This is not an article about how ICT is wrong, and kids should be programming, and we need a curriculum blah blah blah and so on – sorry to disappoint.
No. We know all of that. Here at Restech, we’ve been saying that for the past three years.
What’s important now, is how to implement all of that at a classroom level, and, like all good things that work, it is simple.
So let’s start with resources.
What do you buy? (Please do not answer with Raspberry pi).
Before you make that decision, decide what you want for your students.
Option A: You want your students to know what Computer Science is and have a good grasp of programming and answer the questions in the exam.
Solution: Buy some textbooks, work through them in your ICT lessons, throw in an online simulator, do some practice exams and there you go. Job done.
Result: Your students will get their predicted grades, which are based on their performance to date and their general attitude to school. Brilliant.
Option B: You want every single one of your students to engage, to be programming, to want to learn the subject and to want to take it further.
Then to take the skills that they have learnt and apply them in all their other subjects and to understand why what they are learning is useful. You want them to enjoy your lesson and learn the subject content because its fun to know.
They all perform better than expected in the exam because they remember the work that they’ve done, because they initiated most of it.
Does that sound too good? It’s not.
For that to work, you need a physical output for the programs that the students are writing. Looking at a flowchart and writing one on paper is super dull – kids (and adults in fact) need to see the effect of what they are doing for it to have any meaning.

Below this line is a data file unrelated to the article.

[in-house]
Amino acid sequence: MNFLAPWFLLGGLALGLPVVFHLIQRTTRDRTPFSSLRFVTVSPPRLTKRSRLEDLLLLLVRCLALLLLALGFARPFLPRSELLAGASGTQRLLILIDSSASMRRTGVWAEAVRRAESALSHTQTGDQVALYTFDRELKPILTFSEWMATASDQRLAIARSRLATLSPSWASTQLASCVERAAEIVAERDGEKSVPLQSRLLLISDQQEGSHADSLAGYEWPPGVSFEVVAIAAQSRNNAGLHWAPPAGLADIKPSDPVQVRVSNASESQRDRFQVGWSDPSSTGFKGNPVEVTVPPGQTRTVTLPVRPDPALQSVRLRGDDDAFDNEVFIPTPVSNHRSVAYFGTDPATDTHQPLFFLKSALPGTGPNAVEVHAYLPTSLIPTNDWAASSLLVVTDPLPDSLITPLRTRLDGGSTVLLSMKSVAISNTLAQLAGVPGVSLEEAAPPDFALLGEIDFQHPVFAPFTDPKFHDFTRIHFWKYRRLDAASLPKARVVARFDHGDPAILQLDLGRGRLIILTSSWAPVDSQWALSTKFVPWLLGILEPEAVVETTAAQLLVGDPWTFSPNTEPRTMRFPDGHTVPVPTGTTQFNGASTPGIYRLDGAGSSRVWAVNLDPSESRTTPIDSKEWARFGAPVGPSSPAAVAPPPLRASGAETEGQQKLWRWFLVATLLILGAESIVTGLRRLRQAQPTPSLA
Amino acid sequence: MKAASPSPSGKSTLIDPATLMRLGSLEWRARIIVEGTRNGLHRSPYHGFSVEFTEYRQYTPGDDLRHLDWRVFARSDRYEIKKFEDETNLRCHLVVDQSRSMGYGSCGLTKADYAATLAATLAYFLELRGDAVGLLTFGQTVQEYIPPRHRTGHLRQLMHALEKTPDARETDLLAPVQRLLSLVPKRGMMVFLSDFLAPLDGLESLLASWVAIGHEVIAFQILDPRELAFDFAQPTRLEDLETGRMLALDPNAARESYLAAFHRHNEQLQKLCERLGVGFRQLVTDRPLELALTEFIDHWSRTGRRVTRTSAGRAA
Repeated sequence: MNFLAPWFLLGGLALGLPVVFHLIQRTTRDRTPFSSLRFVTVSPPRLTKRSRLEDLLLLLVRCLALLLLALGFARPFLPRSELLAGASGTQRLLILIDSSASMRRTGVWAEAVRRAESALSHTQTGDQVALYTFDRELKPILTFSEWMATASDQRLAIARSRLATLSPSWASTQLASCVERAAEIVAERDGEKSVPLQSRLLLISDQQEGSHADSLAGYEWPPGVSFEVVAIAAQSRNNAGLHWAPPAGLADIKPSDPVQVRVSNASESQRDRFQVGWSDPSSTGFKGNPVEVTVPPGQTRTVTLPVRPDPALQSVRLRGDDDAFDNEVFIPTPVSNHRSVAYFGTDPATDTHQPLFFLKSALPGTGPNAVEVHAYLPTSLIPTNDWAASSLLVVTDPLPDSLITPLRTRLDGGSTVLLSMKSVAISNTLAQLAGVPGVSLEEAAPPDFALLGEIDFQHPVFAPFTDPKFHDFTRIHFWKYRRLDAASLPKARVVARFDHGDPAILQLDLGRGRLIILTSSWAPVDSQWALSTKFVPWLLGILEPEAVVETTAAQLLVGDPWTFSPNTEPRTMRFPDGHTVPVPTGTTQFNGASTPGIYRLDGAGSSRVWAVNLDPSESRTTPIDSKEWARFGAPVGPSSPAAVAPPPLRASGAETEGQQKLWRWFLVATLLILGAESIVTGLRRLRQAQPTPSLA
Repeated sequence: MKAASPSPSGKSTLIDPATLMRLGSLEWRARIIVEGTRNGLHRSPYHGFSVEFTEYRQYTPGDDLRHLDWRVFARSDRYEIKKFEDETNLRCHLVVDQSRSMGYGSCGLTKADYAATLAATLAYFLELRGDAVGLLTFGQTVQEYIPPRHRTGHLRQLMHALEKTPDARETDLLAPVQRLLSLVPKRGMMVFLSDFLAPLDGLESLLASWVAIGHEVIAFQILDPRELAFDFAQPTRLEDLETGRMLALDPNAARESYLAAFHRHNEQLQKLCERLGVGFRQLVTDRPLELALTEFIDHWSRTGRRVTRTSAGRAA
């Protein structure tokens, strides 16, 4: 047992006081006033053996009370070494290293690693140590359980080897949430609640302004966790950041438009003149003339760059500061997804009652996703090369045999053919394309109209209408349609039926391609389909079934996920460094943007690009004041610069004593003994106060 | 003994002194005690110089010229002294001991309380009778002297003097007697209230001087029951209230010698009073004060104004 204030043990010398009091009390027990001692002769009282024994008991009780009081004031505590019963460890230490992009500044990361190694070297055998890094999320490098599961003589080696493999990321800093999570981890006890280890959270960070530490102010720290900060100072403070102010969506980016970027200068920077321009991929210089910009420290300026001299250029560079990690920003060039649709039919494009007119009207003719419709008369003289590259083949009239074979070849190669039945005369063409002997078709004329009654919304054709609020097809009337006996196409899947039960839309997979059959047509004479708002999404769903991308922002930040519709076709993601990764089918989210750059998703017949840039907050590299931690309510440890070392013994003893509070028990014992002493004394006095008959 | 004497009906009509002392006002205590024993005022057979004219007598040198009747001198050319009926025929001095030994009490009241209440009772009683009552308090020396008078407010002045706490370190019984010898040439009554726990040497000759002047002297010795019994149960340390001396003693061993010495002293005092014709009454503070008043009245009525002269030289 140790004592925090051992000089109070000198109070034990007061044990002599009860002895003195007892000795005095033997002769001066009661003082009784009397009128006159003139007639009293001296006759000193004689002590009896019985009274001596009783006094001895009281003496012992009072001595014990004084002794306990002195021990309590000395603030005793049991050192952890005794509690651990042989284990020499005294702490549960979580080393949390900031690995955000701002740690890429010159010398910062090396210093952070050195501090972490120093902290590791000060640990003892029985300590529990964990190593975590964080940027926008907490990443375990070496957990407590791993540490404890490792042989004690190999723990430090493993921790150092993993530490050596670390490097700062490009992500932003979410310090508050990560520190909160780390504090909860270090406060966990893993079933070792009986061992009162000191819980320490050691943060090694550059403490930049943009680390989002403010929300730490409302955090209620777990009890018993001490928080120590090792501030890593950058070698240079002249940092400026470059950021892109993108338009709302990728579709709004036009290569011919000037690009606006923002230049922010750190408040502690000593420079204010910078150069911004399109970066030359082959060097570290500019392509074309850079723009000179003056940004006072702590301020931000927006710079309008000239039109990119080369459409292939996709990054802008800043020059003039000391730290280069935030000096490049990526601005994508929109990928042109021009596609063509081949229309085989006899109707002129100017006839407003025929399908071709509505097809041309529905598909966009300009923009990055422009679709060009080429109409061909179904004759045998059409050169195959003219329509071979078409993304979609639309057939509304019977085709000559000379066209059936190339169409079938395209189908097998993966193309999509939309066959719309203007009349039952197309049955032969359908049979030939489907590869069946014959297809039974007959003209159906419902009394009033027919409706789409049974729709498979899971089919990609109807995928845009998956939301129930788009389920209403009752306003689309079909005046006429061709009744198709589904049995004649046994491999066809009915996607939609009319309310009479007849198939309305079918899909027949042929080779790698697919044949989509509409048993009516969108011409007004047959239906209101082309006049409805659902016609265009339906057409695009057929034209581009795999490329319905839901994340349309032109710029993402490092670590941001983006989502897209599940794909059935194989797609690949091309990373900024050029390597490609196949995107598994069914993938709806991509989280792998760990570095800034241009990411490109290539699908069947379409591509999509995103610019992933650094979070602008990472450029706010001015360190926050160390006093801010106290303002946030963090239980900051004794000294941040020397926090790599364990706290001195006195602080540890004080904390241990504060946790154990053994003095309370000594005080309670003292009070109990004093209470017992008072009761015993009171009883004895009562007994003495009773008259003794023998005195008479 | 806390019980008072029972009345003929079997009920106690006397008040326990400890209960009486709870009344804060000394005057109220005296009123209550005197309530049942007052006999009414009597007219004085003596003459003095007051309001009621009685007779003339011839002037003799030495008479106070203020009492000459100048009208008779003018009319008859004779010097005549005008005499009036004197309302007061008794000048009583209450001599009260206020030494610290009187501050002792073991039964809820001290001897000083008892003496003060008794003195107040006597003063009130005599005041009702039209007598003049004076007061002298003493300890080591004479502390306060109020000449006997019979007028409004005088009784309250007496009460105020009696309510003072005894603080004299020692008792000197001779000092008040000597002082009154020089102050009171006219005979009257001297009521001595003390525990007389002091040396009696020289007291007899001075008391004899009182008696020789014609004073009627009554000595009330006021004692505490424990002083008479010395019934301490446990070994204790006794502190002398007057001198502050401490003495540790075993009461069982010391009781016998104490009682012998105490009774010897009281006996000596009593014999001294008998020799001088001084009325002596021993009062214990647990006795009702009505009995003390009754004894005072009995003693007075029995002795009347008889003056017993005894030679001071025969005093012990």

So, if you are currently looking to buy some robot/programming kits for your classroom, here are some things to consider:
- Which year group/key stage do you want to use it with – this may be several
- How often will you be using the equipment – every lesson? Once a term?
- How much time do you have time to maintain it? For example, checking all the bits are there regularly, charging batteries, replacing broken parts etc.
- How much do you/your staff know already and how much time and money is available for training?
Before you even begin to look at what is available, make sure the answers to the above questions are clear for you and any staff involved – it will make your teaching lives easier and save you time and money.
In my next few articles, we’ll be discussing a few different options and what makes them good or bad for the classroom.
In the meantime, here’s something to do: Write a list of the all the resources that you currently have to teach ICT – text books and interactive white boards do not count.
Then from that list – and be honest – tick the ones that you have learnt how to use and use frequently in the classroom to aid your students’ learning.
Circle the ones that you purchased, with good intention, but are now lying around with bits missing, or, more likely, in the IT technicians office, opened once and never fully implemented (I know far too many teachers who are guilty of doing this with Lego Mindstorms).
We like to hope that lots of teachers have a long list and more ticks than circles, but from experience, we think the lists are probably short, with more circles…
Feel free to let us know, and general comments are always welcome.